Virtual meetings enable remote work and doing business internationally without having a physical place. Now 58% of Americans, including those traditionally labelled “blue-collar workers,” work from home. The ratio goes up to 75% for jobs paying above $150,000. Yet, many executives are overwhelmed by meetings and looking for opportunities to decrease their volume and gather insights to improve productivity even further.
Meeting Transcriptions improve comprehension and accessibility. Running NLP solutions on transcribed text improves productivity further by automating admin workload, such as writing meeting minutes or tracking action items. Despite the benefits, privacy, accuracy and affordability concerns limit the wider adoption.
Meeting transcriptions should be private.
Confidential information, such as trade secrets or customer data, is shared during business meetings. Thus, handling recordings and transcriptions with caution is vital for business continuity.
Zoom, the popular virtual meeting platform, lets users store recordings locally or in the cloud. However, when it comes to
Zoom Meeting Transcription, there is no local option. Enterprises may think they’re safe when recordings are stored locally or not recorded. However, they lose control over the transcribed text - they enable it whether for productivity or accessibility purposes. Otter, one of the most popular
Zoom Meeting Transcription tools, has recently hit the headlines with privacy concerns a few times, e.g. in 2018 and 2022.
Microsoft Teams is another popular virtual meeting platform, especially among large enterprises. When it comes to
Microsoft Teams Meeting Transcription, there is no local option either. Teams do not even allow recording meetings locally. Recordings are encoded in an Azure service and uploaded to Microsoft Stream. Not just Microsoft, Big Tech is already known for questionable privacy practices, antitrust violations and the use of customer data or information shared by startups to compete with them directly.
Cloud-based Meeting Transcriptions risk the confidentiality of any sensitive information. Using local speech-to-text eliminates this risk. Thus, audio and video recordings stay within the premises.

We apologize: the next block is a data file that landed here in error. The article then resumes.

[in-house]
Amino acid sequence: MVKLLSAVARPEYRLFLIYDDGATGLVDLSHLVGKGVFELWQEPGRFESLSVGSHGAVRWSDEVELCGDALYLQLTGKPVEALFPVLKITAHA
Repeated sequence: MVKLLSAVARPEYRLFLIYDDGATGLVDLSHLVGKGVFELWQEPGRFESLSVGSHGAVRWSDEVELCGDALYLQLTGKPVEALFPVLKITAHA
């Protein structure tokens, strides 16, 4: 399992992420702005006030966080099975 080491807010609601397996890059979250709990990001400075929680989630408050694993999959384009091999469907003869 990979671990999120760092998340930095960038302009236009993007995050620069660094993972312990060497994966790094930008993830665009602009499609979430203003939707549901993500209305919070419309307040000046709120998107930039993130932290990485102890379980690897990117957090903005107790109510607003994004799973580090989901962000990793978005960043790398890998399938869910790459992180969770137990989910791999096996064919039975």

Meeting transcriptions should capture jargon.
The first few weeks at a new job feel awkward, as if you are in another country that speaks an unfamiliar language. Generic speech-to-text models “feel” the same. Every industry has its terminology, and the company has its acronyms. Despite the low Word Error Rate in everyday conversations, any generic speech-to-text model will struggle with the jargon.
Generic speech-to-text models, just like new hires, should be trained on specific phrases and terms for accurate
Meeting Transcriptions. Some vendors, mostly big tech, do not allow fine-tuning or directly use the customer data without consent. Some vendors, primarily independent ones, require customers to send training data, so they overfit the model in the back end. Some vendors, like Picovoice, also offer a self-service platform in case users do not want to share their data.
The training process should be iterative, regardless of the approach vendors propose. New product launches, geo expansions, and customer acquisitions will require further model adjustments. In fast-paced environments, transcription solutions that allow quick and easy adjustments work better.
Meeting transcription should be affordable.
Employees spend almost half of their time attending meetings. A 1000-person enterprise, having meetings with eight people on average, holds ~2900 hours of meetings every week. The cost of
Meeting Transcriptions can go up to $300,000 per year with Google Speech-to-Text. However, local speech-to-text transcribes the same volume at a fraction of it.
Picovoice offers 100 hours of private, highly-customizable and affordable meeting transcription per month via its Free Tier. It takes minutes and a few lines of code to start transcribing meetings.